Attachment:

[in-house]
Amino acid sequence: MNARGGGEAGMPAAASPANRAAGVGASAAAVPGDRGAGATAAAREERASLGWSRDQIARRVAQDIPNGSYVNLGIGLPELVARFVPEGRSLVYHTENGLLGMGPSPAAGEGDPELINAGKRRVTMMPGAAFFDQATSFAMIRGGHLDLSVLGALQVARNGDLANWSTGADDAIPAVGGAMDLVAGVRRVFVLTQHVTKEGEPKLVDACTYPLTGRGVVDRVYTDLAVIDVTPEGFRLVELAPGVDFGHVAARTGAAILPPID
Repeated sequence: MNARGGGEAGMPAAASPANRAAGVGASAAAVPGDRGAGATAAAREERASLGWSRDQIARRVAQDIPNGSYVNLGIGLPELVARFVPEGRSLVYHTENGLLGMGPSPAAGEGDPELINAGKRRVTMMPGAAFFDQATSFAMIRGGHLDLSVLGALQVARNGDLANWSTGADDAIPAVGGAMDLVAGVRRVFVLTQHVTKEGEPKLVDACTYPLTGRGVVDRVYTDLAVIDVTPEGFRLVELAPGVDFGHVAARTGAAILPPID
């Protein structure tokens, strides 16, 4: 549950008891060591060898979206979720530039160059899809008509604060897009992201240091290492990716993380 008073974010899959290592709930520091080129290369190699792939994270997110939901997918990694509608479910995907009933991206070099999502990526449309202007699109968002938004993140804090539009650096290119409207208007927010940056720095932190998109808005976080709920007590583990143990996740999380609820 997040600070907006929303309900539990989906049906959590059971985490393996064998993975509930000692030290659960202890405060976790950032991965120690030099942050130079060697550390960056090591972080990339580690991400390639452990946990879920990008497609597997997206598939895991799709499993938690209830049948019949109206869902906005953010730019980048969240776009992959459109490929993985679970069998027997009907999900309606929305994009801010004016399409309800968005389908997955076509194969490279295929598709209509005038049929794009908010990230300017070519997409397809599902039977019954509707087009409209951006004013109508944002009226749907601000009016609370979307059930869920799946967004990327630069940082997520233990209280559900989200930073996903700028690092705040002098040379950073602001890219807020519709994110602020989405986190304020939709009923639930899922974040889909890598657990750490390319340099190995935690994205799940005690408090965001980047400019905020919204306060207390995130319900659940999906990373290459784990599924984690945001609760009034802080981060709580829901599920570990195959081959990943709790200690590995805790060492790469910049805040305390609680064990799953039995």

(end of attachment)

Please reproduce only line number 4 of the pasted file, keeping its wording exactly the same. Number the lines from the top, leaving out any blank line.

């Protein structure tokens, strides 16, 4: 549950008891060591060898979206979720530039160059899809008509604060897009992201240091290492990716993380 008073974010899959290592709930520091080129290369190699792939994270997110939901997918990694509608479910995907009933991206070099999502990526449309202007699109968002938004993140804090539009650096290119409207208007927010940056720095932190998109808005976080709920007590583990143990996740999380609820 997040600070907006929303309900539990989906049906959590059971985490393996064998993975509930000692030290659960202890405060976790950032991965120690030099942050130079060697550390960056090591972080990339580690991400390639452990946990879920990008497609597997997206598939895991799709499993938690209830049948019949109206869902906005953010730019980048969240776009992959459109490929993985679970069998027997009907999900309606929305994009801010004016399409309800968005389908997955076509194969490279295929598709209509005038049929794009908010990230300017070519997409397809599902039977019954509707087009409209951006004013109508944002009226749907601000009016609370979307059930869920799946967004990327630069940082997520233990209280559900989200930073996903700028690092705040002098040379950073602001890219807020519709994110602020989405986190304020939709009923639930899922974040889909890598657990750490390319340099190995935690994205799940005690408090965001980047400019905020919204306060207390995130319900659940999906990373290459784990599924984690945001609760009034802080981060709580829901599920570990195959081959990943709790200690590995805790060492790469910049805040305390609680064990799953039995």